Today is my last day in Freetown. I’m heading back to London tonight. It seems hard to believe that the UK is a mere six hour flight away. Perhaps more so given our unusual method of getting to Freetown last August; my boyfriend and I travelled overland for six weeks in an old Landrover through six countries.
A few weeks before we left the UK last year, we had the idea to get a large sticker on the side of the Landy with a map of our route, the flags of the countries we were passing through and the legend “London to Freetown.”
This is how we have become known around town. “Hey, London to Freetown!” people call out, even when we’re not with the car.
Often, as we are crawling through the dreaded city traffic, I notice arguments break out in groups of people by the side of the road. People are pointing, some are nodding, others are shaking their heads, remonstrating. Someone will shout across the street: “From London to Freetown by road? Are you sure?” “There’s a road all the way?” “But that’s impossible, what about the sea?!” And then, if convinced, “When you are going back, please take me with you”.
I will miss this loud and friendly curiosity. The London Underground will be quite a contrast.
Opting for a quicker return trip, we have sold the Landy to a friend who will drive home to Ireland when he finishes his job here later this year.
I am sad to leave. I have loved it here, the people, the music, the sea, the sunshine, the challenging and meaningful work.
But I don’t want to forget that it has also been incredibly tough. There were many days when I thought that I couldn’t cope. Not usually an anxious person, I went through many weeks where I was waking before dawn every morning, exhausted, sweaty, and relentlessly turning over the problems at the hospital in my mind.
I think that in many ways, I have been looking forward to this year for my whole life, which is both a blessing and a curse.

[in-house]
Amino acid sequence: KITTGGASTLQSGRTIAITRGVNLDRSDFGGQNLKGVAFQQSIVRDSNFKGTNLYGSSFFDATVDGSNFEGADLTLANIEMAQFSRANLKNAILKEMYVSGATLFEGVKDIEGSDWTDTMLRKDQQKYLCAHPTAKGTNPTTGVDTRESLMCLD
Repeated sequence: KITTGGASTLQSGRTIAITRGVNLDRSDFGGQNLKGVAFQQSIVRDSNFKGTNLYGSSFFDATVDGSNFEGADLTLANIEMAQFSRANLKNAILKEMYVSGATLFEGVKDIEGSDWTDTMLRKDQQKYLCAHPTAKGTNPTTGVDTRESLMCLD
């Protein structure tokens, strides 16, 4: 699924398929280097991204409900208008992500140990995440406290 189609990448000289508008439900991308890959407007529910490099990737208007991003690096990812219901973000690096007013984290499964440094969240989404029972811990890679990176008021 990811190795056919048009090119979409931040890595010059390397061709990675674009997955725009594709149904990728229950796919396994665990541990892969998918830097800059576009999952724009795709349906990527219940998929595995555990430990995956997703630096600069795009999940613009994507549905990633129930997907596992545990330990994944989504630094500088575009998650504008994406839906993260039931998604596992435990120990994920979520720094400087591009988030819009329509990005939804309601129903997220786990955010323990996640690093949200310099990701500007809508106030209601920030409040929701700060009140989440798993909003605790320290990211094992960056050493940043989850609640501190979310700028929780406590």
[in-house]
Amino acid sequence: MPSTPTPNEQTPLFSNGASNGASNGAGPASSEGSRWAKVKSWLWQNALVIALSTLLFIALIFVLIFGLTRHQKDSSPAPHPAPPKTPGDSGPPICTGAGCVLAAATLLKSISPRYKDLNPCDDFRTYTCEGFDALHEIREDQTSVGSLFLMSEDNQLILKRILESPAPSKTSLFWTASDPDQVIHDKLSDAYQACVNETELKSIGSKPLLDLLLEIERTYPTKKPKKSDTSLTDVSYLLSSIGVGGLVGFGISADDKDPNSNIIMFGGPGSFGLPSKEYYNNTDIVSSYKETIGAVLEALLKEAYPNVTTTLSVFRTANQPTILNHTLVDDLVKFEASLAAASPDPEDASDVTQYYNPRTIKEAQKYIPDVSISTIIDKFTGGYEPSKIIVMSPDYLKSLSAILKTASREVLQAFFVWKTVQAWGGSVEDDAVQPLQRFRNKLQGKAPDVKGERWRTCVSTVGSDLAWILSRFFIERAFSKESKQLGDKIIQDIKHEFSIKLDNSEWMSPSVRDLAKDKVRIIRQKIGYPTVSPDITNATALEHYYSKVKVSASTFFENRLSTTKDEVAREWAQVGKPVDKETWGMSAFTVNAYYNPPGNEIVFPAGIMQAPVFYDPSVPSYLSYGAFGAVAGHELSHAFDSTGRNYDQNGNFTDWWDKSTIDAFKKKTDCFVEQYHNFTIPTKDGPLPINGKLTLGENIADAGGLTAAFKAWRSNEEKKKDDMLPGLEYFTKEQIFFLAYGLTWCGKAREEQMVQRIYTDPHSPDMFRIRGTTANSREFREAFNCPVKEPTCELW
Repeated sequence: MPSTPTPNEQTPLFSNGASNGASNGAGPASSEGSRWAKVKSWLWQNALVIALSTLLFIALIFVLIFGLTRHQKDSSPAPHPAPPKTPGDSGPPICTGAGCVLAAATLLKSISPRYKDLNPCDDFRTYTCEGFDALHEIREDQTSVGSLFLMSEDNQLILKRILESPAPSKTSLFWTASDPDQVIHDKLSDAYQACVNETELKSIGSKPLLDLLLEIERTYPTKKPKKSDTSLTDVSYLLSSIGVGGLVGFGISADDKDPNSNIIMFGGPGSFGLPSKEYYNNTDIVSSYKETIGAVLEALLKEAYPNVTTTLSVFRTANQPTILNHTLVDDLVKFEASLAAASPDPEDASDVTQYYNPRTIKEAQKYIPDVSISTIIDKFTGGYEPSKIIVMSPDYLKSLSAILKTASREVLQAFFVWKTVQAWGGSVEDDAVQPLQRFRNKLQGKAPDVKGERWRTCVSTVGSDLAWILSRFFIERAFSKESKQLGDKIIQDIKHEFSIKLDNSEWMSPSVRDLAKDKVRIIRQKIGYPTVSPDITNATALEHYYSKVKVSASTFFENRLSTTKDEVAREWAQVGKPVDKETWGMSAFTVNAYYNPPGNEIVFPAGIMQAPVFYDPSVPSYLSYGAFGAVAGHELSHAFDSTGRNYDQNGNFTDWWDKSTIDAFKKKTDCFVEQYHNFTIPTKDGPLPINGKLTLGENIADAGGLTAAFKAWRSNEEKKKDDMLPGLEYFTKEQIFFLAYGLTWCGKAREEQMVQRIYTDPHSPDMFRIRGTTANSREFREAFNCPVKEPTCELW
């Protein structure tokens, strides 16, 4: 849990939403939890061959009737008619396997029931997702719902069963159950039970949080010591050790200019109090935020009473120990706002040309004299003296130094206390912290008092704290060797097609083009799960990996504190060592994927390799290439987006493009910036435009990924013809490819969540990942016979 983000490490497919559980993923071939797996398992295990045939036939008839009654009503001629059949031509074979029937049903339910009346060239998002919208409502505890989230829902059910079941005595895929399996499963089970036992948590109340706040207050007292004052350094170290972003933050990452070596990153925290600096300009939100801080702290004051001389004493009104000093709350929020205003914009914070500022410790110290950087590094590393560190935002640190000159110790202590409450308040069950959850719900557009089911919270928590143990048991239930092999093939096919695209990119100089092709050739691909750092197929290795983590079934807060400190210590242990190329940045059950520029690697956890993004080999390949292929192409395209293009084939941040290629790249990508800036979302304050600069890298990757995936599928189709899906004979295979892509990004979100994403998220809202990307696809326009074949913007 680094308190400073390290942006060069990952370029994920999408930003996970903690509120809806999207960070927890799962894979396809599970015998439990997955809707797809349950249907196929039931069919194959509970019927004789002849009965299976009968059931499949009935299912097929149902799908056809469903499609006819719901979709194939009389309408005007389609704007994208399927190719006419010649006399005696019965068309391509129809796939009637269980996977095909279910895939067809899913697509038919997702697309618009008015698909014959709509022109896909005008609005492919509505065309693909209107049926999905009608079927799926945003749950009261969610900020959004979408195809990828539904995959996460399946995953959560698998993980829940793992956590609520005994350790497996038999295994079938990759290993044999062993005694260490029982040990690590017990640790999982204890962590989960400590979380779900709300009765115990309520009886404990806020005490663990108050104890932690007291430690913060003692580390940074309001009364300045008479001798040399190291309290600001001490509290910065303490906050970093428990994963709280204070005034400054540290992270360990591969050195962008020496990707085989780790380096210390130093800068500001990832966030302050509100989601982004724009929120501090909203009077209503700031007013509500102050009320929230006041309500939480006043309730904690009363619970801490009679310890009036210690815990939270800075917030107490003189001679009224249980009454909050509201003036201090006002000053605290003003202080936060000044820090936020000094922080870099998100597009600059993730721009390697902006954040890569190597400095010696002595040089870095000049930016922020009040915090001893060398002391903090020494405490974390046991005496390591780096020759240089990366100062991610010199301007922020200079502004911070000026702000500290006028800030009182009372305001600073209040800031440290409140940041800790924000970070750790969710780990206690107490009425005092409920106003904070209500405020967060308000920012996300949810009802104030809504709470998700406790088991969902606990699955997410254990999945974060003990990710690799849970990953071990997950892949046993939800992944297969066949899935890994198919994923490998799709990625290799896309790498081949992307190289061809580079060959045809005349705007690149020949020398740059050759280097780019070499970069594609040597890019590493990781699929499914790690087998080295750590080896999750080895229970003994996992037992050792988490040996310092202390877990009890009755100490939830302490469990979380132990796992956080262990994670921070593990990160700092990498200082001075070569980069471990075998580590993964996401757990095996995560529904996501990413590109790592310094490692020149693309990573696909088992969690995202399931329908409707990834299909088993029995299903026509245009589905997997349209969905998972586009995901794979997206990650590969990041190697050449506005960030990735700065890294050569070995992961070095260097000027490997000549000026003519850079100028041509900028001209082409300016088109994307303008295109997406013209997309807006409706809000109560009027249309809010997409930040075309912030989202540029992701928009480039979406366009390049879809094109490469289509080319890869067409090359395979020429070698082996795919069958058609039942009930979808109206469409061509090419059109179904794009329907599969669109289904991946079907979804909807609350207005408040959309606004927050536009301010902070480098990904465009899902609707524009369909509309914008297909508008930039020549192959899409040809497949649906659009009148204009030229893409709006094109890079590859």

I have wanted to go to Africa since I was about 6 years old. My Dad’s stories of his childhood in colonial Uganda are no doubt to blame. I opted for medicine as a second degree because I wanted a skill that would make me useful in the developing world. I spent my time at medical school working for Medsin and the Inetrnational Federation of Medical Students’ Associations (IFMSA), the global health student organisations. After graduating, I felt that I wouldn’t be ready to contribute until I had a substantial medical training under my belt. But after nearly 4 years as a doctor, my 30th birthday brought a conviction that I had to take the plunge and get on with the dream. I managed to get a year out of my GP training and to persuade my boyfriend to come with me.
I knew that I had ludicrously high expectations for my year out, and I did try to temper them. Nevertheless, I cared too much, tried too hard and generally took the whole thing far too seriously for much of the year, leading to something my family might term “nervous exhaustion” by the time they visited at Christmas.
Of course, in the end, it has been a fantastic year. I have made some great friends, I have seen and been involved in a lot of extraordinary things. There has been some real progress at the hospital, things that might well not have happened if I hadn’t spent all those years learning to be a doctor and practicing intercultural communication, diplomacy, and administration in an international student organisation.
Maybe the chief thing that this year has taught me is that I do have limits and roughly what and where those limits might be. I think that is a useful life lesson on its own.
My boyfriend and I have had a great adventure and got to know and trust each other much better than we would have done passing another year of our comfortable lives in London. We have also got engaged.
I’m not done with Sierra Leone or the Welbodi Partnership, that’s for sure. My successors are a very capable team and I look forward to doing all I can from London to support them in this small but beautiful endeavour to make the Ola During Children’s Hospital a source of all good things in child health care for the people of Sierra Leone.
Emily Spry is a doctor from London who has taken a year out of her general practice specialty training programme to live and work in Sierra Leone, West Africa. She is working for the Welbodi Partnership, a charity which supports the main government children’s hospital in a country where more than one quarter of children die before their fifth birthday.